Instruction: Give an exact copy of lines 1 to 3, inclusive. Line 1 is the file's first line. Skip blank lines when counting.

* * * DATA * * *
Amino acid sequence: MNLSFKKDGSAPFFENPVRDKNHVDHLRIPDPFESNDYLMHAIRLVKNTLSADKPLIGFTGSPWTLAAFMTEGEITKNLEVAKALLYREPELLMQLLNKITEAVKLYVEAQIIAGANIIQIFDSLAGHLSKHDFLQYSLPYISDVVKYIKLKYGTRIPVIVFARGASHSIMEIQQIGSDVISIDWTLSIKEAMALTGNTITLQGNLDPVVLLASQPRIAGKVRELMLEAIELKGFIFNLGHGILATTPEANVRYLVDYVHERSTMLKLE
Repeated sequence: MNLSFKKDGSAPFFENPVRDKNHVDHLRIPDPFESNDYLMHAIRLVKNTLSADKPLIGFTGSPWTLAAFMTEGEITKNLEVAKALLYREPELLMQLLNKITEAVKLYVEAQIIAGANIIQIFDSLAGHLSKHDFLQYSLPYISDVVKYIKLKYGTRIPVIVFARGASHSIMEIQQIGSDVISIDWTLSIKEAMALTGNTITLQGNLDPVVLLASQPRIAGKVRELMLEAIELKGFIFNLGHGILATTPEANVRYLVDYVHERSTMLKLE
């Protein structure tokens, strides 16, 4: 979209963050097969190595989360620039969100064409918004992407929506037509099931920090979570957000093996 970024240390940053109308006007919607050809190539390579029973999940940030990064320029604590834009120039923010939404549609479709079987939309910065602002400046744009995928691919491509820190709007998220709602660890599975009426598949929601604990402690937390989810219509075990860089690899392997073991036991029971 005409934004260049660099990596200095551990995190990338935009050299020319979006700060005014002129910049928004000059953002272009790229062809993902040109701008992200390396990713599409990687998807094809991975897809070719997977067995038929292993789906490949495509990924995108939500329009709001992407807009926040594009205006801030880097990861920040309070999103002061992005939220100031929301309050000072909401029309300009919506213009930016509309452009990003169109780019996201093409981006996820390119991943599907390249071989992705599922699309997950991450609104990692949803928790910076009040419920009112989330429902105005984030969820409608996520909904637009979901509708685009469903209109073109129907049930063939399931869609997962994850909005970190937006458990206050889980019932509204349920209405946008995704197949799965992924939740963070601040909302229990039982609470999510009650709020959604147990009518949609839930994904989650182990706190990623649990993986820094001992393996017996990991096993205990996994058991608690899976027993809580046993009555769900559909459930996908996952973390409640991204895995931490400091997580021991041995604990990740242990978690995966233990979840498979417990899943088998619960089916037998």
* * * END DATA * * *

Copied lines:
Amino acid sequence: MNLSFKKDGSAPFFENPVRDKNHVDHLRIPDPFESNDYLMHAIRLVKNTLSADKPLIGFTGSPWTLAAFMTEGEITKNLEVAKALLYREPELLMQLLNKITEAVKLYVEAQIIAGANIIQIFDSLAGHLSKHDFLQYSLPYISDVVKYIKLKYGTRIPVIVFARGASHSIMEIQQIGSDVISIDWTLSIKEAMALTGNTITLQGNLDPVVLLASQPRIAGKVRELMLEAIELKGFIFNLGHGILATTPEANVRYLVDYVHERSTMLKLE
Repeated sequence: MNLSFKKDGSAPFFENPVRDKNHVDHLRIPDPFESNDYLMHAIRLVKNTLSADKPLIGFTGSPWTLAAFMTEGEITKNLEVAKALLYREPELLMQLLNKITEAVKLYVEAQIIAGANIIQIFDSLAGHLSKHDFLQYSLPYISDVVKYIKLKYGTRIPVIVFARGASHSIMEIQQIGSDVISIDWTLSIKEAMALTGNTITLQGNLDPVVLLASQPRIAGKVRELMLEAIELKGFIFNLGHGILATTPEANVRYLVDYVHERSTMLKLE
């Protein structure tokens, strides 16, 4: 979209963050097969190595989360620039969100064409918004992407929506037509099931920090979570957000093996 970024240390940053109308006007919607050809190539390579029973999940940030990064320029604590834009120039923010939404549609479709079987939309910065602002400046744009995928691919491509820190709007998220709602660890599975009426598949929601604990402690937390989810219509075990860089690899392997073991036991029971 005409934004260049660099990596200095551990995190990338935009050299020319979006700060005014002129910049928004000059953002272009790229062809993902040109701008992200390396990713599409990687998807094809991975897809070719997977067995038929292993789906490949495509990924995108939500329009709001992407807009926040594009205006801030880097990861920040309070999103002061992005939220100031929301309050000072909401029309300009919506213009930016509309452009990003169109780019996201093409981006996820390119991943599907390249071989992705599922699309997950991450609104990692949803928790910076009040419920009112989330429902105005984030969820409608996520909904637009979901509708685009469903209109073109129907049930063939399931869609997962994850909005970190937006458990206050889980019932509204349920209405946008995704197949799965992924939740963070601040909302229990039982609470999510009650709020959604147990009518949609839930994904989650182990706190990623649990993986820094001992393996017996990991096993205990996994058991608690899976027993809580046993009555769900559909459930996908996952973390409640991204895995931490400091997580021991041995604990990740242990978690995966233990979840498979417990899943088998619960089916037998």